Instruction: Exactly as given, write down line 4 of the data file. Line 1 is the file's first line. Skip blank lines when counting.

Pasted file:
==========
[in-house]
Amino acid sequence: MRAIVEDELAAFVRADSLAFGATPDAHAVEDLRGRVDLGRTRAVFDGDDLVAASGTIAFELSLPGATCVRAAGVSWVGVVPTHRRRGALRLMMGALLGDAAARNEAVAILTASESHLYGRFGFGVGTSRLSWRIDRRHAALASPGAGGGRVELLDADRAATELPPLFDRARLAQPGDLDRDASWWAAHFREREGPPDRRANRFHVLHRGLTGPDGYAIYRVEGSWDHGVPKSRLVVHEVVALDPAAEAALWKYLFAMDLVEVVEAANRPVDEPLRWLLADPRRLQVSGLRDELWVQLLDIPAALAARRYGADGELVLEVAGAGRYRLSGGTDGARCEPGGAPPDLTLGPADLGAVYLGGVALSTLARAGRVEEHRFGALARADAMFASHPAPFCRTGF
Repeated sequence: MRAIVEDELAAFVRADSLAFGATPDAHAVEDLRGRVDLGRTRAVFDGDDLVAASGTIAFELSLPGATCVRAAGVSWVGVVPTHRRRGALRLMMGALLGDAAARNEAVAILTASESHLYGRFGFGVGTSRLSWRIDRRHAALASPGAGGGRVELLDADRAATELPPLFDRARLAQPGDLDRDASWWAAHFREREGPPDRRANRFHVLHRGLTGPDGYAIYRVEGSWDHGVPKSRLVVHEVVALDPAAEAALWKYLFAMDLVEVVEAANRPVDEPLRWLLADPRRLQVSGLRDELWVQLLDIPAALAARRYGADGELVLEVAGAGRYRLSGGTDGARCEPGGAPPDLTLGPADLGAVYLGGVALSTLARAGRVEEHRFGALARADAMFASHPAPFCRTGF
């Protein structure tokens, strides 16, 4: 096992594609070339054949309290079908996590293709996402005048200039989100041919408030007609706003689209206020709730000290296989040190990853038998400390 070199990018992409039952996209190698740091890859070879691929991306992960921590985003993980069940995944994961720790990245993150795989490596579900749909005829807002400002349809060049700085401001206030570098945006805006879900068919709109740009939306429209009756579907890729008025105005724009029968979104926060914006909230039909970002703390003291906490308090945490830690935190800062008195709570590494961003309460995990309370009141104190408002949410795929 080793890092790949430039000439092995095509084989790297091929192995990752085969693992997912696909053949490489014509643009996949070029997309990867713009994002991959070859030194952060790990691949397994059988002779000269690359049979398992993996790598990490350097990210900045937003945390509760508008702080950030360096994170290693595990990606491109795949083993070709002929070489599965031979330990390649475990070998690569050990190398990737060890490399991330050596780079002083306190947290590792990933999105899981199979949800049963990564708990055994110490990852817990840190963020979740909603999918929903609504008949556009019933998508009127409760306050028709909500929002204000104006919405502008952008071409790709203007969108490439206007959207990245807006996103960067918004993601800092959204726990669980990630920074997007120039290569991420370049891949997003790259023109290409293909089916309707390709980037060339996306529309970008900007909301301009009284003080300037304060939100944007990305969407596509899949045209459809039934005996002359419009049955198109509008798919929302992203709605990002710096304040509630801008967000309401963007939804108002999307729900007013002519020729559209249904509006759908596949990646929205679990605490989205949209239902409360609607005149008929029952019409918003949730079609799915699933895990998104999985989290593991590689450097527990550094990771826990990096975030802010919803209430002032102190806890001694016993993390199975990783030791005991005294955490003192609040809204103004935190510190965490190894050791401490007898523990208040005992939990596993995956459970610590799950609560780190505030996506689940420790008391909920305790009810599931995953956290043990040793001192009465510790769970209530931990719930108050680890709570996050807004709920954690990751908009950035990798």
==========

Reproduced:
């Protein structure tokens, strides 16, 4: 096992594609070339054949309290079908996590293709996402005048200039989100041919408030007609706003689209206020709730000290296989040190990853038998400390 070199990018992409039952996209190698740091890859070879691929991306992960921590985003993980069940995944994961720790990245993150795989490596579900749909005829807002400002349809060049700085401001206030570098945006805006879900068919709109740009939306429209009756579907890729008025105005724009029968979104926060914006909230039909970002703390003291906490308090945490830690935190800062008195709570590494961003309460995990309370009141104190408002949410795929 080793890092790949430039000439092995095509084989790297091929192995990752085969693992997912696909053949490489014509643009996949070029997309990867713009994002991959070859030194952060790990691949397994059988002779000269690359049979398992993996790598990490350097990210900045937003945390509760508008702080950030360096994170290693595990990606491109795949083993070709002929070489599965031979330990390649475990070998690569050990190398990737060890490399991330050596780079002083306190947290590792990933999105899981199979949800049963990564708990055994110490990852817990840190963020979740909603999918929903609504008949556009019933998508009127409760306050028709909500929002204000104006919405502008952008071409790709203007969108490439206007959207990245807006996103960067918004993601800092959204726990669980990630920074997007120039290569991420370049891949997003790259023109290409293909089916309707390709980037060339996306529309970008900007909301301009009284003080300037304060939100944007990305969407596509899949045209459809039934005996002359419009049955198109509008798919929302992203709605990002710096304040509630801008967000309401963007939804108002999307729900007013002519020729559209249904509006759908596949990646929205679990605490989205949209239902409360609607005149008929029952019409918003949730079609799915699933895990998104999985989290593991590689450097527990550094990771826990990096975030802010919803209430002032102190806890001694016993993390199975990783030791005991005294955490003192609040809204103004935190510190965490190894050791401490007898523990208040005992939990596993995956459970610590799950609560780190505030996506689940420790008391909920305790009810599931995953956290043990040793001192009465510790769970209530931990719930108050680890709570996050807004709920954690990751908009950035990798």